Most helpful positive review
10 of 11 people found the following review helpful
Morgan meets the eye...
on 18 May 2006
This is an incredible deck. Bold, bright colours, busy images and a very 70s prog-rock feel to it make it probably the most accessible tarot deck on the market, beating all others hands down. Although the more esoteric tarot readers might be more drawn towards the Aleister Crowley Thoth deck or some of the more pagan or mythology-oriented decks on the market (and I am also not joking when I say you can get a Hello Kitty tarot deck...from the sublime to the ridiculous), the Morgan-Greer is probably the best Rider-Waite deck on the market.
The bright colours and sturdy feel of the cards make it an exciting deck to hold, and the dynamic poses compliment the figures as you stare them full in the face. The heartbreak inherent in the 3 of Swords is intensified, as is the beauty of the Empress and Star and innocence of the Fool. Death and the Devil have been criticised as being overtly evil-looking cards by some reviewers, but this is probably reflective of the intensity of the deck as a whole rather than the more laid-back allegorical approach of the original Rider-Waite or the flaccid anaemia of the Sharman-Caselli (which makes the latter difficult to read for intense situations and will probably relegate it for me, now that I have this deck in my hands, to giving Cosmopolitan readers career advice rather than for serious dabblers in the magickal arts like myself). The full-blooded pages, knights, kings and queens radiate the magickal energy within all of us; they are real people rather than allegories, which makes this deck much more psychic than psychological. In the Sharman-Caselli, my favourite card was the indecisive, blind and rather shy 2 of Swords. In this deck, my favourite card shows a progression - the intense, confident and serene Queen of Rods. My psychic journey has evidently moved on into contentment and ease with my abilities and with this deck I feel more intimately involved with my psyche and its talents, and able to use them for the purpose for which they were given to me.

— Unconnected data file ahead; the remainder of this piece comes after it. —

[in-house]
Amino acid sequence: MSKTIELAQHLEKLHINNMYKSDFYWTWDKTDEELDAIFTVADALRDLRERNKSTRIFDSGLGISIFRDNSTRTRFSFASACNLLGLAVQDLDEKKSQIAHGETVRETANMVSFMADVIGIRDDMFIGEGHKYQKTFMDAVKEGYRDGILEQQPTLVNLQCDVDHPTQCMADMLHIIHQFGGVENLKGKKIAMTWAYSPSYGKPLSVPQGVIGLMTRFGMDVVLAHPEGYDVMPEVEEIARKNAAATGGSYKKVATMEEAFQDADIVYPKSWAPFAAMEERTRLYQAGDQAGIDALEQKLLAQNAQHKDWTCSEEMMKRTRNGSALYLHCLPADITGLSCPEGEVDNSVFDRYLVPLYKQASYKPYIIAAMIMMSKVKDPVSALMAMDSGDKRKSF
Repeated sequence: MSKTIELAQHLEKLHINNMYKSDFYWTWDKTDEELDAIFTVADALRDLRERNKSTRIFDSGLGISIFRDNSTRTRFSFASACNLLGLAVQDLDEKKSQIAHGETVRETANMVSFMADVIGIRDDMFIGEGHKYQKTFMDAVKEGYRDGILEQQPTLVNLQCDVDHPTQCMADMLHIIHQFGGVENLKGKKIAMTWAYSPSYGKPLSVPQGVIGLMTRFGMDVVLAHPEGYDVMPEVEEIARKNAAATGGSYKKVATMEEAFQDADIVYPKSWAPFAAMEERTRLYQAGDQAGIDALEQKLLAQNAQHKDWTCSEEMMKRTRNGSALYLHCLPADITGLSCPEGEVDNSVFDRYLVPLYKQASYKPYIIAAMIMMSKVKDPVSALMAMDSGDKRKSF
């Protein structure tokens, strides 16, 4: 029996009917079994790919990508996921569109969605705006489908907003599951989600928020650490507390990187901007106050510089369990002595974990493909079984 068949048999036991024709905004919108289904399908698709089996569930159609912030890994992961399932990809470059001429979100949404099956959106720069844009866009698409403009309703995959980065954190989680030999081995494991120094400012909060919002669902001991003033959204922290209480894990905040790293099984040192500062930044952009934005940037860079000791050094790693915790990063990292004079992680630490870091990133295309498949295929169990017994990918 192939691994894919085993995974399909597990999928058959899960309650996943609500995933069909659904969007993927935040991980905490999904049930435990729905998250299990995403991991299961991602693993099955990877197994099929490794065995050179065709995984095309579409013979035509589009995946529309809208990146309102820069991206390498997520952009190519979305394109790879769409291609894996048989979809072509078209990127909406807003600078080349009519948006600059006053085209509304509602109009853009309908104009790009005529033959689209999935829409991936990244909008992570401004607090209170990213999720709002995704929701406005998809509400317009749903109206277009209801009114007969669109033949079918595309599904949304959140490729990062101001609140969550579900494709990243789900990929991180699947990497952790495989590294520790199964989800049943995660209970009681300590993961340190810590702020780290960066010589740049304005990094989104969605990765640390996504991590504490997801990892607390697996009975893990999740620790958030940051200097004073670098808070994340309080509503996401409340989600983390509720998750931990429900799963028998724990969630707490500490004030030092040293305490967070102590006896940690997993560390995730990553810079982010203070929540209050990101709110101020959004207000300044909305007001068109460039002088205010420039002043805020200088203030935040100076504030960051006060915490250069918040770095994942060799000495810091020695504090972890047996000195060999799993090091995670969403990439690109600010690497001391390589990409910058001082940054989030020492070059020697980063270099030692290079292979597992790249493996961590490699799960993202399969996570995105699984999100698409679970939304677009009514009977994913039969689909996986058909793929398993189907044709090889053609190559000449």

It may well be that the intensity of this deck does let it down in some areas where the situation is more ambiguous; for example the 4 of Swords, meant to express restful healing and patient waiting, suggests instead the Sword of Damocles dangling over a blissfully unaware sleeper - suggesting not so much healing sleep and recuperation as treachery, danger, and ambush.
Possibly as my "Fool's Journey" intensifies and life steps up a gear from a mere observer to a participant once again, I may benefit from using this active deck rather than the passive Sharman-Caselli. I received this deck on the day that I heard of the death of an MP, which occasions a by-election. As card of the day I drew the 3 of Swords - heartbreak. If my instincts are right, the heartbreak refers not to the death - for death is not the end of our existence, and for the MP in question it may have been a blessed relief to leave the pettiness of the mortal world for the loving and perfect nature of that beyond. Death is usually more heartbreaking for those left alive, particularly in the dog-eat-cat world of political harum-scarum. The Morgan-Greer is my companion of choice as we embark together on this more active stage of my career, leaving behind other decks with whom I have been a mere spectator.